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Reflections on Obama

Last night, when MSNBC made the call for Obama, there was a cheer, and then a stunned silence among the quartet on my sofa. My immediate thought was, oddly enough, of the musical 1776. One of the finest moments in William Daniel’s masterful performance as John Adams comes right at the end, when the motion on Independence passes. “It’s done!” he says forcefully, then, pausing a moment, he seems to deflate, and with somber realization, he repeats softly, “It’s done.”

It’s worth remembering that while we celebrate the date of the Declaration as Independence Day, it was on October 19th, 1781, when Cornwallis surrendered at Yorktown, that the wheels set in motion by that historic document were realized. And thus, it’s important to realize that the election of Barack Obama is not the end of anything. It is the beginning of something, and there is much blood, sweat, and toil ahead of us.

There are many things that I admire about Obama that have little to do with his political leanings. I admire that he is a thoughtful man, a deliberate man, a man who is considerate of the opinions of others. I admire that he is intellectually curious, and I admire that he is willing to admit publicly that he doesn’t have all the answers, and that he will make mistakes. I expect him to surround himself with quality advisers, and I expect him to listen to them.

I know there are people who read this who are disappointed in the results. Some of them have been gracious, and some of them have been bitter and angry. I want to say to them that they are still my friends, and shall always be, no matter how we might disagree on issues of the day. I’m a firm believer in consensus, and I think that the conservative viewpoint does have merit and should be factored into the decisions that are made by the government.

To those who are ecstatic over the results, who worked hard to make this happen by donating time, money, and words to the campaign, well done. But please remember that most of the people who worked just as hard for McCain are not bad people. They love our country as much as we do, even if they disagree with us on what is best for it. If we stop and take the time to actually talk to one another rather than past one another, we may yet find that there is more that binds us together than keeps us apart.

Because I don’t just want a different government in Washington. I want a better government. Last night, we took the first small step towards what I believe will become a better government. How quickly, and how much better, will depend on how we all come together, not as liberals and conservatives, or as Democrats and Republicans, but as Americans.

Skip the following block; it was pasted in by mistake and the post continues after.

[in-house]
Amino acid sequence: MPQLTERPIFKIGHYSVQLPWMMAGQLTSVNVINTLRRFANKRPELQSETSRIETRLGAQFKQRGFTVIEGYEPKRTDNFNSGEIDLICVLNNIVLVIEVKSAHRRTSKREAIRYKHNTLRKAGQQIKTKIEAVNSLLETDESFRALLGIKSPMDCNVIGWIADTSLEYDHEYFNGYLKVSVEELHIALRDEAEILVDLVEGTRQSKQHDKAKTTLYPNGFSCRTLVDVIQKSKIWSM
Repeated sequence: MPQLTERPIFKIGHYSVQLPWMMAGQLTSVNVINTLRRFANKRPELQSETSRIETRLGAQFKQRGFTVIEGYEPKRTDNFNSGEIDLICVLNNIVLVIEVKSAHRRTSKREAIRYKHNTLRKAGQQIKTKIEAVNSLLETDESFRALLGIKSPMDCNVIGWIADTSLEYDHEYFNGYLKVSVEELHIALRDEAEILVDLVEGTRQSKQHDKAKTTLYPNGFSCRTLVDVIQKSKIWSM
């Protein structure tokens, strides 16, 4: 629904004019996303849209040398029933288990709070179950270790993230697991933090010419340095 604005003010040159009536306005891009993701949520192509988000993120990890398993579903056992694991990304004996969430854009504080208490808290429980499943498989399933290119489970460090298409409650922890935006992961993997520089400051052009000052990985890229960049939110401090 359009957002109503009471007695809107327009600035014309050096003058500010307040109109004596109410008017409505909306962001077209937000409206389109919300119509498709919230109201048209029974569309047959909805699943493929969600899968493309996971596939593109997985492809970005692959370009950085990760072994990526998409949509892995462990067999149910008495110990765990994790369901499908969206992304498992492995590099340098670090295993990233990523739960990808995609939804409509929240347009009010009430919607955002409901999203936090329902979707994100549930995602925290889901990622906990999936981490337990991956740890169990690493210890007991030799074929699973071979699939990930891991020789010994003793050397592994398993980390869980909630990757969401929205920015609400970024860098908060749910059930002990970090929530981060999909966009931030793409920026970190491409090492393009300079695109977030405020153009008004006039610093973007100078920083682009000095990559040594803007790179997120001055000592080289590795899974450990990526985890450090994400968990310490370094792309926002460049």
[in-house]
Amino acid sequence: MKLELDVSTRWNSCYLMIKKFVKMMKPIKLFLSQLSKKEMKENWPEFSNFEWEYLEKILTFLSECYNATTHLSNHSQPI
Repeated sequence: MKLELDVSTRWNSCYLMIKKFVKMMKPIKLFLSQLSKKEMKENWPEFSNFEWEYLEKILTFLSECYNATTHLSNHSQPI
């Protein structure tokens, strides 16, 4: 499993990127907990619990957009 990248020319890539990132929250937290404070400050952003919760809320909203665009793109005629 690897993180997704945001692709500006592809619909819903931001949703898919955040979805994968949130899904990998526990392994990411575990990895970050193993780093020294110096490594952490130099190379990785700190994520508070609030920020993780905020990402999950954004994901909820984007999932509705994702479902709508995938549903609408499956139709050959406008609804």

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9 Comments

  1. This is well and beautifully said, not least:

    And thus, it’s important to realize that the election of Barack Obama is not the end of anything. It is the beginning of something, and there is much blood, sweat, and toil ahead of us.

    I so appreciate this sentiment, more each time I see it, and I’ve seen it lots of times today. It’s true, and hopefully will help us remember not to be complacent.

    Here’s to tomorrow, for all of us. 🙂

  2. You echo my post, which might also be of interest.

    (I came here from ‘s post here.

    • Thanks. You and I appear to have had similar political evolutions, though we may have not quite ended up in exactly the same place in the end. 🙂

      (I can’t read ‘s post, as it is friends-locked.)

  3. Yes, please, thank you for expressing what I’ve been fumbling with all day, if not for weeks and months now. I want to hope that there’s room for all of us on common ground somewhere -- now we just have to *find* it, and I wish with all my heart that we find it here, in the United States of America.

  4. As Alex said:

    Now for the hard part.

  5. But please remember that most of the people who worked just as hard for McCain are not bad people. They love our country as much as we do, even if they disagree with us on what is best for it.

    I wish more people would realize this. Some crooks have worked their way deeply into the Republican party and need to be kicked out, but they’re still a small minority. The worst mistake of too many was loyalty to a president who deserved none.

    The influence of the religious right will be a harder problem; that’s deep and widespread. But Republicans often have a common-sense grasp of economics which Democrats lack, and they could put the brakes on some really bad ideas if they can start to stress that again.

  6. Well said. Lets hope this comes to pass.

  7. Well said

    Thank you for putting it so eloquently. Though we might disagree we will definitely find that there is more that binds us than keeps us apart.

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